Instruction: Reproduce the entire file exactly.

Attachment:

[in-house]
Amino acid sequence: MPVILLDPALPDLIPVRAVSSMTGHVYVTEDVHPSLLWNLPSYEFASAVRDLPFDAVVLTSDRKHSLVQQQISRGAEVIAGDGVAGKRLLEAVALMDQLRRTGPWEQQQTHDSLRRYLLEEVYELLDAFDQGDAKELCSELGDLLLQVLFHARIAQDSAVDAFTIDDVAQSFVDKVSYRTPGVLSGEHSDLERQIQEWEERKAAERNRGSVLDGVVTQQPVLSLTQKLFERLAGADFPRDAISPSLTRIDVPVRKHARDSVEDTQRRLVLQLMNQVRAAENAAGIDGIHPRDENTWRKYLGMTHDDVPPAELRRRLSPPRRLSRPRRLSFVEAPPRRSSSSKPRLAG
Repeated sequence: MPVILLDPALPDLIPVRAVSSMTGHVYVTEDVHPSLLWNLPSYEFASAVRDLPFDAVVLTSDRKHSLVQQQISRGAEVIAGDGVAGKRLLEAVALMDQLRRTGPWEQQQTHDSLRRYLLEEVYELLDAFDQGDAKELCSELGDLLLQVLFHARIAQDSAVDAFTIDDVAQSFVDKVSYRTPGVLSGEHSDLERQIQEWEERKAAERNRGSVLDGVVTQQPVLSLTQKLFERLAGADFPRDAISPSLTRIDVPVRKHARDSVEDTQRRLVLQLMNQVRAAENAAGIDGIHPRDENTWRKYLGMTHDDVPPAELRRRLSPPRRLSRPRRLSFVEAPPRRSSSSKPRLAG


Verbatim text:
[in-house]
Amino acid sequence: MPVILLDPALPDLIPVRAVSSMTGHVYVTEDVHPSLLWNLPSYEFASAVRDLPFDAVVLTSDRKHSLVQQQISRGAEVIAGDGVAGKRLLEAVALMDQLRRTGPWEQQQTHDSLRRYLLEEVYELLDAFDQGDAKELCSELGDLLLQVLFHARIAQDSAVDAFTIDDVAQSFVDKVSYRTPGVLSGEHSDLERQIQEWEERKAAERNRGSVLDGVVTQQPVLSLTQKLFERLAGADFPRDAISPSLTRIDVPVRKHARDSVEDTQRRLVLQLMNQVRAAENAAGIDGIHPRDENTWRKYLGMTHDDVPPAELRRRLSPPRRLSRPRRLSFVEAPPRRSSSSKPRLAG
Repeated sequence: MPVILLDPALPDLIPVRAVSSMTGHVYVTEDVHPSLLWNLPSYEFASAVRDLPFDAVVLTSDRKHSLVQQQISRGAEVIAGDGVAGKRLLEAVALMDQLRRTGPWEQQQTHDSLRRYLLEEVYELLDAFDQGDAKELCSELGDLLLQVLFHARIAQDSAVDAFTIDDVAQSFVDKVSYRTPGVLSGEHSDLERQIQEWEERKAAERNRGSVLDGVVTQQPVLSLTQKLFERLAGADFPRDAISPSLTRIDVPVRKHARDSVEDTQRRLVLQLMNQVRAAENAAGIDGIHPRDENTWRKYLGMTHDDVPPAELRRRLSPPRRLSRPRRLSFVEAPPRRSSSSKPRLAG